The effects of phenology, time constraints and latitude of origin on damselfy life histories

Submitted by editor on 23 July 2021.Get the paper!

Size-mediated priority effects are trait-dependent and consistent across latitudes in a damselfly

The hatching date and length of the growth season can impact ecological interactions. We expected that organisms that hatch early in the season will perform better compared to organisms that hatch later in the season. This is because early hatchers have size advantage, and so competitive advantage over late hatchers. In addition, the differences in performance between these two groups should be more pronounced in populations from high latitudes where the time window of the growth season is strongly limited. This is because organisms usually react to increased time constraints with increased competition towards conspecifics. Better performance in early hatched individuals will be reflected in fitness related traits, like survival and premature growth rate, and physiological traits, like immune function. We collected adult common spreadwing females from high latitude Swedish populations and low latitude Polish populations. In captured conditions, these females laid eggs which then hatched and gave rise to larval stage. By manipulating hatching dates, we created the following groups — early and late hatched larvae with a two-weeks interval between hatching dates. We reared larvae in groups of individuals that hatched on the same date, and on different dates. These groups were reared in two different temperatures and photoperiods - native to the latitude of origin or foreign. These alternative rearing conditions posed more (Swedish) or less (Polish) seasonally time constrained rearing conditions. We showed that the early hatched individuals in mixed hatching groups had the highest survival, confirming better performance in survival of early individuals over late hatched ones. However, neither Swedish nor Polish early hatched larvae changed their survival rate when grown in high latitude conditions, suggesting that time constraints do not impact antagonistic interactions with a benefit for early hatchers. Interestingly, none of the other life history and physiological traits measured were the highest in early hatched individuals. Instead, these traits were shaped by the rearing conditions in a way that strongly time constrained individuals, i.e. larvae grown in Swedish temperature and photoperiod, shortened their development time and increased growth rate, at the same time decreasing their investment in immune functions. Our study shows that, across different populations and geographic regions, early hatched organisms show advantage over later hatched ones, but the advantage is reflected only in some traits that are linked to fitness.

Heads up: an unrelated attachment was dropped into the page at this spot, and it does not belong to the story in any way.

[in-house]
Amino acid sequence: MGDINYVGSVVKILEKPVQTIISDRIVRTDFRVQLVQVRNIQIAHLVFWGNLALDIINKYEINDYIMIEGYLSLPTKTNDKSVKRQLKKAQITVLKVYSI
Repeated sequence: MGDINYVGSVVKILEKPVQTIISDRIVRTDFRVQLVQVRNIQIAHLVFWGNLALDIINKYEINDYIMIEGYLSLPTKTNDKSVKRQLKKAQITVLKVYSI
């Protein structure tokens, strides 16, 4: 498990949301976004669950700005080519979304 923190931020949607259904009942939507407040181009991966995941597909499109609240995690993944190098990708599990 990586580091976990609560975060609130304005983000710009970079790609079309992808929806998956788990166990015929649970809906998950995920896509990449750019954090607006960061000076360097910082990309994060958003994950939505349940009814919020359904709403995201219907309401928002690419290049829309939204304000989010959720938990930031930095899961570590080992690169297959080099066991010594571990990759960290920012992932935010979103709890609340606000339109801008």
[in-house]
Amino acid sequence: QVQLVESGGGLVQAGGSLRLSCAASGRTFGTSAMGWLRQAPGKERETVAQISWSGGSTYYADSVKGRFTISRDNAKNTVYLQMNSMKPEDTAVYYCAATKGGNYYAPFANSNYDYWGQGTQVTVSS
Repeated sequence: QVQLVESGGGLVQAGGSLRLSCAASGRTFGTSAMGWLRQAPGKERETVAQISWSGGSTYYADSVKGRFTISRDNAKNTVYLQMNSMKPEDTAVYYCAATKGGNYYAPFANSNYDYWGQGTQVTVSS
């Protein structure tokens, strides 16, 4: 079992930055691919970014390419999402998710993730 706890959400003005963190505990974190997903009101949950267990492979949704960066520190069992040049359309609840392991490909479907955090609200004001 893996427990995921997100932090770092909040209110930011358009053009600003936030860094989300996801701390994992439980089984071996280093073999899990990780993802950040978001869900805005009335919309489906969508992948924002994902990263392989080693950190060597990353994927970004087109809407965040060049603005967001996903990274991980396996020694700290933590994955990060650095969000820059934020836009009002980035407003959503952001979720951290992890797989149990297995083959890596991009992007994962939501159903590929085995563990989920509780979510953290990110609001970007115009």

Photo description: Experimental setup. In each container we reared 16 Swedish or Polish larvae, either of the two hatching dates, i.e. non-mixed hatching groups, or 8 from early and 8 from late hatching date groups, i.e. mixed hatching groups. During the following spring conditions, newly hatched early and late individuals from both study regions were divided into additional experimental groups which experienced native and foreign temperatures and photoperiods. At emergence, we measured life history and physiology traits. The time scale on the x-axis is arbitrary and does not represent the time length of each experimental stage.


Photos showing larvae of Lestes sponsa - the experimental damselfly. All were taken by Ulf Norling

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